Photographer Hiroyuki Koshikawa documents the hedonistic lives of the city’s young people, following a ragtag group who just want to have fun.

Photographer Hiroyuki Koshikawa documents the hedonistic lives of the city’s young people, following a ragtag group who just want to have fun.

In 2015, three years after first falling in love with the city, Hiroyuki Koshikawa finally moved to Kiev.

Originally from Japan, the self-taught photographer (who, up until that point, had been living in Berlin) first visited the Ukrainian capital in 2012. Something about the city’s energy – the blend of the historical and the underground – stuck with him. He knew he had to come back.

However, there was one thing that always troubled him about Kiev, and Ukraine in general. When it came to its recent depictions in both the media and popular culture, the world seemed solely preoccupied with violence, conflict and the country’s relations with Russia.

So, in his new home, Koshikawa set out to depict a different side of the city. Enlisting the help of a ragtag group of models, skaters, punks and club kids, he began shooting what life was really like for young people living in Ukraine.

“The the reality is that we almost never talk in terms of war,” he explains. “What we do talk about are everyday concerns: working, studying, making something new. That’s the reality and the daily life.”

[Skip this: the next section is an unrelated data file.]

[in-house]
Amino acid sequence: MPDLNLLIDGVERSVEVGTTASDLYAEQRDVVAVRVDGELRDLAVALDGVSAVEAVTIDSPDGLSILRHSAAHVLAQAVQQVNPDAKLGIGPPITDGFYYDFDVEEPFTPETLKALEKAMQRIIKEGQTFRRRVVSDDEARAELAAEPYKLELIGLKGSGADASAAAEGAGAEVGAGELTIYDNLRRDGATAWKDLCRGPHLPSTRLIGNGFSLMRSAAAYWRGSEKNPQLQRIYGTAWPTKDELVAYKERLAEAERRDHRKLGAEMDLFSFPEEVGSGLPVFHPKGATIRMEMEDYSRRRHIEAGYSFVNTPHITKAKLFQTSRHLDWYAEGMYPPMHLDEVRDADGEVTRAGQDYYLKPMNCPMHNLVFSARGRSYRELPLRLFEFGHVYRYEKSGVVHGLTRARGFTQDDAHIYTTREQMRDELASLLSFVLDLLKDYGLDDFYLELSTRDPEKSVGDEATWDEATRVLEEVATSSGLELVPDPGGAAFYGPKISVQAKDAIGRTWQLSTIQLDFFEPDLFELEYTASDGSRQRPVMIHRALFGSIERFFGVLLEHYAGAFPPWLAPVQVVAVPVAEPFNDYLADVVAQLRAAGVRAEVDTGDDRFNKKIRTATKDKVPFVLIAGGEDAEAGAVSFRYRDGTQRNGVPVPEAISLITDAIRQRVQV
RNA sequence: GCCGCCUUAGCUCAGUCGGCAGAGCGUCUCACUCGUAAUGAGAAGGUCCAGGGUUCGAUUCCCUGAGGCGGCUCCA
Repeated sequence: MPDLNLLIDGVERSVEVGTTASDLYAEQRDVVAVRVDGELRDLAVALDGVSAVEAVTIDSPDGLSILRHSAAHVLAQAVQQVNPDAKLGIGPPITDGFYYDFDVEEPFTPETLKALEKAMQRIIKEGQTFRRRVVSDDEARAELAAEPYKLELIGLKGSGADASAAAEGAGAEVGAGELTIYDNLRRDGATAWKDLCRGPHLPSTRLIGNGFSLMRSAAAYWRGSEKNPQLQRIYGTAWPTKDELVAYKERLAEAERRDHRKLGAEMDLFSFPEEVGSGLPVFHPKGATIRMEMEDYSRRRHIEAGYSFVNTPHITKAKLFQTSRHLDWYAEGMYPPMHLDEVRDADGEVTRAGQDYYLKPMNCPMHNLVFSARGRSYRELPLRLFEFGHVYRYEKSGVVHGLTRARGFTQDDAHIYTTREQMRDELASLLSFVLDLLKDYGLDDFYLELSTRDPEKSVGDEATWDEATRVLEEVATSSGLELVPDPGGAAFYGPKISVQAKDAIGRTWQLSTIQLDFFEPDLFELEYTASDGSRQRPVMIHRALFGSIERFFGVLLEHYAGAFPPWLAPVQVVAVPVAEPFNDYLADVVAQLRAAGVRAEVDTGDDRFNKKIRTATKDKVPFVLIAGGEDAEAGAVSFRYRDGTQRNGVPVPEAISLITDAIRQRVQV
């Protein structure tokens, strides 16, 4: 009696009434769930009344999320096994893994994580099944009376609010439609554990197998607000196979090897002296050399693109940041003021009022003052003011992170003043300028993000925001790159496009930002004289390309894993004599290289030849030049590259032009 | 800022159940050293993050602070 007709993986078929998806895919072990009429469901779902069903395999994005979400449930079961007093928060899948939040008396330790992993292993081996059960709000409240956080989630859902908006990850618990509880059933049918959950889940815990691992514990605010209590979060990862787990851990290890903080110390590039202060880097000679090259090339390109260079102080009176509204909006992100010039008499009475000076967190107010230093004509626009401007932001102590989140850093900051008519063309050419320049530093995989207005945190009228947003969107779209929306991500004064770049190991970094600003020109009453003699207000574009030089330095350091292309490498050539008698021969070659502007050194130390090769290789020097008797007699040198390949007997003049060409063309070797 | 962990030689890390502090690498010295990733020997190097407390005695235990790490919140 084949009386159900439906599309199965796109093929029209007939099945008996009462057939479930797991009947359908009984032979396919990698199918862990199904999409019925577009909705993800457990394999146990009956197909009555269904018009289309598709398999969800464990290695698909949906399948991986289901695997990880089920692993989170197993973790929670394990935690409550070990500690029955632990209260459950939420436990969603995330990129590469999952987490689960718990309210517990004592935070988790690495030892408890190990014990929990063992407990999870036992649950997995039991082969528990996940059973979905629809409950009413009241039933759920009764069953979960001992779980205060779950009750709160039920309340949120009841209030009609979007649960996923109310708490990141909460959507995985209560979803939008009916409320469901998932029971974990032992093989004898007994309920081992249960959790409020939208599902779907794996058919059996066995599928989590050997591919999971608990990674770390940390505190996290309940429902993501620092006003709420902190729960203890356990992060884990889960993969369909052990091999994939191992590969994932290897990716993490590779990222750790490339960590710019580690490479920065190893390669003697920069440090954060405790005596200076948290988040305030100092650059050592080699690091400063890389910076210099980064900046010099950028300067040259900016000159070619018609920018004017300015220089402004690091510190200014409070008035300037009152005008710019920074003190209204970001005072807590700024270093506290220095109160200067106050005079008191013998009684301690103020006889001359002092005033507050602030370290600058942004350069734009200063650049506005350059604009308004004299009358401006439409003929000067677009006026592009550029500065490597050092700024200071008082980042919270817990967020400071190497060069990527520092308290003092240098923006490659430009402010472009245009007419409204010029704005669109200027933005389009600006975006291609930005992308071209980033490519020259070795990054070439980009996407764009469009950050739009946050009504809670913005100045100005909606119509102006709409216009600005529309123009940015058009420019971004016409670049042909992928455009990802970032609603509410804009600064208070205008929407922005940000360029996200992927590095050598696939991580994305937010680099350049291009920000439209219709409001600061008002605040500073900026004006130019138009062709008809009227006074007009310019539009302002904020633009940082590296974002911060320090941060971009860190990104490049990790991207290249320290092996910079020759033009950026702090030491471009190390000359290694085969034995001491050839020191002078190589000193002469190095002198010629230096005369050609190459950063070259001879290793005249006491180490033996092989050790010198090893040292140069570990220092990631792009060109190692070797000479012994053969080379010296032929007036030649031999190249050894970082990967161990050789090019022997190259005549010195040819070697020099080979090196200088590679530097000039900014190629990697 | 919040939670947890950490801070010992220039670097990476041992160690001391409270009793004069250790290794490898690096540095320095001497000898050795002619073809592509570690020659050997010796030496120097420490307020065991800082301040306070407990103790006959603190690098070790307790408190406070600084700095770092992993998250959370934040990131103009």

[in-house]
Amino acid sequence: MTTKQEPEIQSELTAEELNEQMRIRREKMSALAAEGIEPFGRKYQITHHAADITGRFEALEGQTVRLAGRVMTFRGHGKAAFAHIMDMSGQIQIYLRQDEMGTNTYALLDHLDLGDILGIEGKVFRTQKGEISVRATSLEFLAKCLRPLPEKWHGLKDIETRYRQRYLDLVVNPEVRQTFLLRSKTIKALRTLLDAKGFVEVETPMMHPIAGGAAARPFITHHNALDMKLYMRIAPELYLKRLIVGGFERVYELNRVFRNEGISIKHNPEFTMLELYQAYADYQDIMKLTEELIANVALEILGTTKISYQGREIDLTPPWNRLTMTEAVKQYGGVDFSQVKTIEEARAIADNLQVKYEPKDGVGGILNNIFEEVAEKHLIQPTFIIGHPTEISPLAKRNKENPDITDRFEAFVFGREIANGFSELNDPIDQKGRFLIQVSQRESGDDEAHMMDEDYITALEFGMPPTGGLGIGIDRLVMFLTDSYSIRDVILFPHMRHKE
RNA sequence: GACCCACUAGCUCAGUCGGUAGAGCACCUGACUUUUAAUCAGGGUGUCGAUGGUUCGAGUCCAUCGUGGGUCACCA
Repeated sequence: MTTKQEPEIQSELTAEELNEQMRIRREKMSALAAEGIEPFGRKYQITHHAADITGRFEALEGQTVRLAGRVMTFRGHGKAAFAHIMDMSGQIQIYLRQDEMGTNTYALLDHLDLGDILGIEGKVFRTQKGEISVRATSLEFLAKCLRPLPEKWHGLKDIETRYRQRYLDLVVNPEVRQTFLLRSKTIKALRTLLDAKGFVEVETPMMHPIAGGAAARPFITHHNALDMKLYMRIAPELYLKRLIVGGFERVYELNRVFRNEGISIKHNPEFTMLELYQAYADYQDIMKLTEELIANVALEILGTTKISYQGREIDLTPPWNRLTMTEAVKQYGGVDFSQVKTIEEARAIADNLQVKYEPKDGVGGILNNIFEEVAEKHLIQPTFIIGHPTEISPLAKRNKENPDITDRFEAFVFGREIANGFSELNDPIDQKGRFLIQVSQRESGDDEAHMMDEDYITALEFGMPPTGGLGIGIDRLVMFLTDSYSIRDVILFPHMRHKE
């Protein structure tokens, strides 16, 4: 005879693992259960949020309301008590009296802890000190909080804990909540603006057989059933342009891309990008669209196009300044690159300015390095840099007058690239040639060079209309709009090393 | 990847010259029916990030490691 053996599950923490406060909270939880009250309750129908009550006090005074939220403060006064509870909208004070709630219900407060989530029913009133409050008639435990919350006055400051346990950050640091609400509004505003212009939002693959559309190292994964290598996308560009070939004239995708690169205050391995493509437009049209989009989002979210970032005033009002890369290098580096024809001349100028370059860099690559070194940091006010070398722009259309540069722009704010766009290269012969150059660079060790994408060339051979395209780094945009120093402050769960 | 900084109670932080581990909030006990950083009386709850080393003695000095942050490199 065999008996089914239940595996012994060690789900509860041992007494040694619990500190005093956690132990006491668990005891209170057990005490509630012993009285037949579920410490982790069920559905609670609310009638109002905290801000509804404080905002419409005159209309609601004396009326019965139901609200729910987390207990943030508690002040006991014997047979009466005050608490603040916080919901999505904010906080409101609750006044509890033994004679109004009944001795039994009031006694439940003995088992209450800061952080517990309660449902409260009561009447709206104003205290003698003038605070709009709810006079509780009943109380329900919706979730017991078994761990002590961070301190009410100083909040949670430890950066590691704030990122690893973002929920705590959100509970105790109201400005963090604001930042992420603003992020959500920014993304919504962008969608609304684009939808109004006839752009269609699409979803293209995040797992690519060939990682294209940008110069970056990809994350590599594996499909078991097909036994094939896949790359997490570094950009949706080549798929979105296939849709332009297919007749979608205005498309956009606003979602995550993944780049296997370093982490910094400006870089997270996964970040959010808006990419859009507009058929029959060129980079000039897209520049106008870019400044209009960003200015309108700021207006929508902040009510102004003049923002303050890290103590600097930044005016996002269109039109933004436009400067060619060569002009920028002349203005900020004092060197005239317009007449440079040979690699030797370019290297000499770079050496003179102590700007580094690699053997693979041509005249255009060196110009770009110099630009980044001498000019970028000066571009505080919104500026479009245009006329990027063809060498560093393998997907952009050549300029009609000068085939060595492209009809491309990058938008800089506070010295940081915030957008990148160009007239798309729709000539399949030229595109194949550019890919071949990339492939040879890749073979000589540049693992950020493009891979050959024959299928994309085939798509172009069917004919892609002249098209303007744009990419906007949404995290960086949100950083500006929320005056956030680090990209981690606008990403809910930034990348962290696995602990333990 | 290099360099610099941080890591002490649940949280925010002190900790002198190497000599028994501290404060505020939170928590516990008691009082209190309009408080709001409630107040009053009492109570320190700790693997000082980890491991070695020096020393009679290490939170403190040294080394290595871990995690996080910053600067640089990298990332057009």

“Once me and my Ukrainian friend were interviewed by big media about youth culture but in the end the questions that they asked were almost all about war.  The media often make war the only excessive topic and it made us disappointed.”


In response, the photos come together to form a whirlwind counter-narrative, following his friends as they make their way around the city.

From DIY photoshoots and street corner gatherings, to skate days and early-morning parties referred to – somewhat harrowingly – as ‘Vodka savages’, Koshikawa’s shots capture Ukraine’s young people in their natural habitat, no holds barred. 


“I enjoyed being with them so much. At some points I felt like I was inside of the movie,” he says.

“Youth is not forever and everything goes by, so there is no repetition. But still, in struggling to catch those obscure moments, I saw an impermanent beauty from them. It was a very beautiful time.” 


See more of Hiroyuki Koshikawa’s work on his official website

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